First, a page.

Why do we seek to find fault with others?
Fault finding is a universal habit, no matter who we are, where we live, or what our circumstances may be. We are taught not to point fingers at others, but this habit persists. Fault finding is a clever device of the ego. It serves a purpose as far as the ego is concerned. The ego does not like to bring attention to itself, and fault finding helps draw attention away.
The ego survives on shaky ground knowing that one day, we'll wake up and realize that the mind is not a whole entity by itself, but a small part of the whole. Within that small portion is ego's dominion where it has managed to trap our awareness. The ego also magnifies the mind, so we don't easily encounter its boundaries.
From an individual's perspective, the mind appears to stretch to infinity. There are billions of people, each with a vast mental field. Logically, there should be an overlap of individual mental fields. Such an overlay will not be in our experience as long as the ego exists. The ego pins us to a unique point of reference. It also creates a distinct separation between each mental 'island.'
From one mind to another, we build bridges through thinking, talking, and sharing thoughts and ideas. Our views, talk, and actions have the potential to bind people together or create a division. The ego comes in the way of togetherness and keeps people apart by creating rigid mental boundaries.
Fault finding and self-esteem
Besides taking attention away from the ego, fault finding provides a subtle lift to our self-esteem by diminishing the value of someone else. To gain self-confidence, there is an easy way and a hard way. The hard way is to work for it, but finding fault with others is an easier way out. When we find fault with others, there is a silent inference that we are better. But that feeling of being better ultimately makes us feel insecure as it depends on the existence of a fault within another, whether real or not. Fault finding propagates this subtle psychological lift.
The downsides of fault finding
The psychological game that the ego plays keeps us from looking within ourselves. When we find fault with others, we tell ourselves that there is not much work to be done regarding our shortcomings. It opens the door for complacency and laziness towards improving ourselves. It is easier to find people to agree with the faults we identify in others, what we commonly refer to as gossip; than finding people who genuinely appreciate the work of others.
Fault finding takes up valuable time, which could be employed differently. Merely pointing out flaws in someone else does nothing to correct the perceived deficiencies in the other person. Neither does it help in improving ourselves. When the other person hears criticism, their ego will put up a fight, and this leads to unnecessary friction. When egos clash, there is a significant loss of awareness.
From the ego's perspective, faults exist outside of the individual. From the standpoint of awareness, fault finding indicates the presence of an inherent flaw that the ego tries to hide. It is up to the individual to take up the practice of introspection, through which faults can be identified and excised.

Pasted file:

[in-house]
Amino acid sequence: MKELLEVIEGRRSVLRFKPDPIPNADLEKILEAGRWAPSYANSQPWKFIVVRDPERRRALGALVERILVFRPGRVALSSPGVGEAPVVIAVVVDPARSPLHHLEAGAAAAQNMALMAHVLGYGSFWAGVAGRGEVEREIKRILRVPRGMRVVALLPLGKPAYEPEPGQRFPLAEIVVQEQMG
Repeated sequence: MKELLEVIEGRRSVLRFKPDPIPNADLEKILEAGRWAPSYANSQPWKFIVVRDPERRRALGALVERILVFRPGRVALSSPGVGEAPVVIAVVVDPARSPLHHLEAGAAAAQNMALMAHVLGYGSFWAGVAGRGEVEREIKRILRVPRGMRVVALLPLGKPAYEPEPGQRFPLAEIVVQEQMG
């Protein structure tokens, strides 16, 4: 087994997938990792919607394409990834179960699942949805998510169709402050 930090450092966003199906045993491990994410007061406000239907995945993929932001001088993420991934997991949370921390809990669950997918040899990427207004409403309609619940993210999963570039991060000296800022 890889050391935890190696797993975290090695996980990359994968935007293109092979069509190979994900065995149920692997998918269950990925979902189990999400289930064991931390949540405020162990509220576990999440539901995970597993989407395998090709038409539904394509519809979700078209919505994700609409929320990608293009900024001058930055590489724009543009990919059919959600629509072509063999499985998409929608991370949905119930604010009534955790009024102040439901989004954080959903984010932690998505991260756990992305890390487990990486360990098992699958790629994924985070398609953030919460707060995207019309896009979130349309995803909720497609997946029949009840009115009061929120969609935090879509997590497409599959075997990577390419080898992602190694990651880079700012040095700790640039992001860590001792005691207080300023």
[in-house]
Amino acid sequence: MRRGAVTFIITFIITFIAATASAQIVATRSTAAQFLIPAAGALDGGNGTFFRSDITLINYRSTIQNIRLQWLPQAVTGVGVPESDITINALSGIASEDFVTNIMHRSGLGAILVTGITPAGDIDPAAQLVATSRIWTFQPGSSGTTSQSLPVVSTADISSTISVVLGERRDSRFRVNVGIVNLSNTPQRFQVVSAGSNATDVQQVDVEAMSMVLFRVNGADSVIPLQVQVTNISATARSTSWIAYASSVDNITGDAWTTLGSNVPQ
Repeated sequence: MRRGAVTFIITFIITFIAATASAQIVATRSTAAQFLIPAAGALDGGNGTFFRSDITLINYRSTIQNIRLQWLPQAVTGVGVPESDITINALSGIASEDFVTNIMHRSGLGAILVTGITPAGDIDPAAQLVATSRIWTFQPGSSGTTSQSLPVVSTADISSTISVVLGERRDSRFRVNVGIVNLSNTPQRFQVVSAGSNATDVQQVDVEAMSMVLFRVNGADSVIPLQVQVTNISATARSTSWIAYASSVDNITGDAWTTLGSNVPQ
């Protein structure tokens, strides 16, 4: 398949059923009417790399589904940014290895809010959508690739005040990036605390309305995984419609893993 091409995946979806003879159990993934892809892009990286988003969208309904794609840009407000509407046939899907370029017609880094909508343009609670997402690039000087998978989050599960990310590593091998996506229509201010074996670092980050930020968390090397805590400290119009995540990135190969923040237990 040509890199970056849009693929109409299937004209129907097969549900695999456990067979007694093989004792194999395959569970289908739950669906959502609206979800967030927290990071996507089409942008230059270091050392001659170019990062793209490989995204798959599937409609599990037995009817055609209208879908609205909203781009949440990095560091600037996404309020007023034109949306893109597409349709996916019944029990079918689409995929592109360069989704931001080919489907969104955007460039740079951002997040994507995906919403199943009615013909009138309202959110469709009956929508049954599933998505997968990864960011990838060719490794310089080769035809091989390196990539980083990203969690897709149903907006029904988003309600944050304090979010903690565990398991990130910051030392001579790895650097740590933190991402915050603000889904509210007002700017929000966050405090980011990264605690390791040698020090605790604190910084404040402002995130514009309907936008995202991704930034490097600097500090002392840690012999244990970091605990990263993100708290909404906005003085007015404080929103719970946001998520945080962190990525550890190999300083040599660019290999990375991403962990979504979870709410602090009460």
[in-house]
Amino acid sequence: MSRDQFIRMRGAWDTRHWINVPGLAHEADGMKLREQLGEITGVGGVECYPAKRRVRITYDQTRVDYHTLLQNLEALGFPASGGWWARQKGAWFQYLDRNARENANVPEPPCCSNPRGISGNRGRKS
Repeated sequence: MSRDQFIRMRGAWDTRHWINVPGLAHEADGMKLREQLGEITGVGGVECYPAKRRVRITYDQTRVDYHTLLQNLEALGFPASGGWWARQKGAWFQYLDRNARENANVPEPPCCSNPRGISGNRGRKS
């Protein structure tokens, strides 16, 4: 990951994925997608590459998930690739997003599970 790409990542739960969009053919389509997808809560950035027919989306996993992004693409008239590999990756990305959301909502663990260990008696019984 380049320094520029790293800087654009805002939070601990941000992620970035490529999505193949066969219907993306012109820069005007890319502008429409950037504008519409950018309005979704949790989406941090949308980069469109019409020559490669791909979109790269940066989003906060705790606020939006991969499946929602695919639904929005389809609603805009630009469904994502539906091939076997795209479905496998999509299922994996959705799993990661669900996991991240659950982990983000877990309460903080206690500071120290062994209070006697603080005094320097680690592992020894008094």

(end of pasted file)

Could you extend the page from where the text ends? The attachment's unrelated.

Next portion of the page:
Overcoming the habit of fault finding
There are many ways of getting out of the habit of finding faults. One method is turning our awareness towards something novel and new, which may fill us with wonder and excitement. This, in turn, makes a habit of fault-finding rather stale and old. That habit stays away as long as the novelty of the new encounter remains.
With any new experience, there is nothing to relate to from the past, and the comparison does not exist. We observe and enjoy through curious exploration. But when we persist long enough, and the novelty wears off, we may begin to find something or the other wrong.
The ego is greatly diminished whenever we are filled with wonder about something. As we appreciate and enjoy, eyes open wider as if to take in more of that wondrous sight. Children are generally wide-eyed and curious. Their ego is not yet developed, and they are rarely bound by habit. Adults, on the other hand, are not easily entertained with little things. Their ego is mature and grown.
Another method of eliminating the habit fault finding is to look at things that are infinitely bigger than us. For example, the sky, the space between the earth and the stars, the moon, the sun, imposing mountain ranges, the vastness of the oceans, and so on. It would seem foolish to find any fault with these entities. These sights make us humble and put the larger picture into perspective. The narrow frame of the ego cannot fit this big picture. Awareness leans towards expansion and expansive sights of nature reflect that aspect of awareness.
A more rigorous method to reduce or eliminate fault finding is turning within through the eyes of introspection. For one fault we identify with someone or something, if we resolve to find ten errors within ourselves, we will become so busy digging up dirt within ourselves, that there may not be many opportunities to point fingers at others.